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BlobToolKit (v4.3.7)

MIT License DOI

BlobToolKit is described in our BlobToolKit paper:

BlobToolKit – Interactive quality assessment of genome assemblies Richard Challis, Edward Richards, Jeena Rajan, Guy Cochrane, Mark Blaxter G3: GENES, GENOMES, GENETICS April 1, 2020 vol. 10 no. 4 1361-1374;


Similar to BlobTools v1, BlobTools2 is a command line tool designed to aid genome assembly QC and contaminant/cobiont detection and filtering. In addition to supporting interactive visualisation, a motivation for this reimplementation was to provide greater flexibility to include new types of information, such as BUSCO results and BLAST hit distributions.

BlobToolKit supports command-line filtering of datasets, assembly files and read files based on values or categories assigned to assembly contigs/scaffolds through the blobtools filter command. Interactive filters and selections made using the BlobToolKit Viewer can be reproduced on the command line and used to generate new, filtered datasets which retain all fields from the original dataset.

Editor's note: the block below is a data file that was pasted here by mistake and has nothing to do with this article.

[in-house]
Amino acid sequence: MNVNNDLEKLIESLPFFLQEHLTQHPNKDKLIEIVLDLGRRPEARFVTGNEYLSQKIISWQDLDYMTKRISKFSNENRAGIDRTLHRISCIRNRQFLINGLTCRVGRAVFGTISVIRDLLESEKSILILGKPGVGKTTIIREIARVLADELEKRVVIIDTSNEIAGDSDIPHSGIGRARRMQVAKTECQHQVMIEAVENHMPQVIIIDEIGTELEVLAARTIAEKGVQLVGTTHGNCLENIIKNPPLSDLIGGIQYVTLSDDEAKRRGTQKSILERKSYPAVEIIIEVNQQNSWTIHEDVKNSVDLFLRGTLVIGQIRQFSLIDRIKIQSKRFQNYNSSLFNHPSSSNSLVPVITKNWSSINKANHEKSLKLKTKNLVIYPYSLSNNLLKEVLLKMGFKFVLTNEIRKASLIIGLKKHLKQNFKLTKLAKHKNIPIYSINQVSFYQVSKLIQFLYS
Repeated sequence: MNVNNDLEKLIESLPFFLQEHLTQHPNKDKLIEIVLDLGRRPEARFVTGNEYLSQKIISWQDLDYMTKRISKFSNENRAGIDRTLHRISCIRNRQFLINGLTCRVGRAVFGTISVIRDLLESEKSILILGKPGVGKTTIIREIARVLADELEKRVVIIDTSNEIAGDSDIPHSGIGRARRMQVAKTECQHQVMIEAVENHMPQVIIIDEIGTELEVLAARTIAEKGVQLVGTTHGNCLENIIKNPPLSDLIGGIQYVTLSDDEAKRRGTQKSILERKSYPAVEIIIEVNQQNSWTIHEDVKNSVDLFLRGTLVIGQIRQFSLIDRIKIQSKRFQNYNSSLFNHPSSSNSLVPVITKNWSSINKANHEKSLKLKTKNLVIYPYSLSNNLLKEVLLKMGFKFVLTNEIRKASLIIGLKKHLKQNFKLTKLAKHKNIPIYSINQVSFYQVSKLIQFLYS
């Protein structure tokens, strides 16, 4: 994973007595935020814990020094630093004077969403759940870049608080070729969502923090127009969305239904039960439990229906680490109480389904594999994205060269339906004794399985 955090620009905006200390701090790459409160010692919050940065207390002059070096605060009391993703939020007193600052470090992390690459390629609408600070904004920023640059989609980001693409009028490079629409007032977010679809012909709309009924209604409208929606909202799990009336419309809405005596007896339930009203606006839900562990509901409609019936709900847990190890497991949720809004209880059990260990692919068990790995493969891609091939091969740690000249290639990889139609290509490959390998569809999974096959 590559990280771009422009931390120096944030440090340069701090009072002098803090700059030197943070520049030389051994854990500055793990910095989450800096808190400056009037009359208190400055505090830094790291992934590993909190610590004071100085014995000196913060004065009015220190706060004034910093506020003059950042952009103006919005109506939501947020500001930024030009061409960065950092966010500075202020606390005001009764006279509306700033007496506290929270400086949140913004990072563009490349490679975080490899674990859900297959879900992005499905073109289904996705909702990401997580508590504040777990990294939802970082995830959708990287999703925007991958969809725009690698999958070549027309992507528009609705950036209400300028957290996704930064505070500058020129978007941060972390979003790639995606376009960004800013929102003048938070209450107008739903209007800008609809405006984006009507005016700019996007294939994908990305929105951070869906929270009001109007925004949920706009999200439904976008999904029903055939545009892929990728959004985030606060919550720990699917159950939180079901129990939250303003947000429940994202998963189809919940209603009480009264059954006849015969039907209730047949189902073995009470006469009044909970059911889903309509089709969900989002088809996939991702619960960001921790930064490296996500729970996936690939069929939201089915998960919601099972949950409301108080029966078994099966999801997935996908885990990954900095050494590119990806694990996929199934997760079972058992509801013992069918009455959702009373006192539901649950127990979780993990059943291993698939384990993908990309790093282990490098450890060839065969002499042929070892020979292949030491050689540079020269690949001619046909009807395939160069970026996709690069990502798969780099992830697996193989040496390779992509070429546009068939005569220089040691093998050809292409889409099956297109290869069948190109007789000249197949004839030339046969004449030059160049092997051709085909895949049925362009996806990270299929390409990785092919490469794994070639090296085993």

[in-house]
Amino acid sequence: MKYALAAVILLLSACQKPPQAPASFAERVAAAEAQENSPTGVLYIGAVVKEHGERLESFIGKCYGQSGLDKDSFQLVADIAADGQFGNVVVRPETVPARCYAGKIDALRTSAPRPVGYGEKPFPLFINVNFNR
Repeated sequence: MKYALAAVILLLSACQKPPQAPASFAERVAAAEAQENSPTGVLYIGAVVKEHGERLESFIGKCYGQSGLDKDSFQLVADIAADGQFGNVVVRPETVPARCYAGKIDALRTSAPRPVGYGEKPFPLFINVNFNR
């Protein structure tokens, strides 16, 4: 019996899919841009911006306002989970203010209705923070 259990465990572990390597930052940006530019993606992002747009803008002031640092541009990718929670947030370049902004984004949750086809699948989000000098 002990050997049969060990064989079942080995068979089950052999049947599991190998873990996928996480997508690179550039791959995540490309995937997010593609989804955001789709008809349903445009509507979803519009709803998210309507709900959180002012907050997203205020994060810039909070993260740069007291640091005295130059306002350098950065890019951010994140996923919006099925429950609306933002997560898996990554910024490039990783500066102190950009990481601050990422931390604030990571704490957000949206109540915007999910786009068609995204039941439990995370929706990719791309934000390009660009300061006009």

BlobToolKit is built around a file-based data structure, with data for each field contained in a separate JSON file within a directory (BlobDir) containing a single meta.json file with metadata for each field and the dataset as a whole. Additional fields can be added to an existing BlobDir using the blobtools add command, which parses an input to generate one or more additional JSON files and updates the dataset metadata. Fields are treated as generic datatypes, Variable (e.g. gc content, length and coverage), Category (e.g. taxonomic assignment based on BLAST hits) alongside Array and MultiArray datatypes to store information such as start, end, NCBI taxid and bitscore for a set of blast hits to a single sequence. Support for new analyses can be added to BlobTools2 by creating a new python module with an appropriate parse function.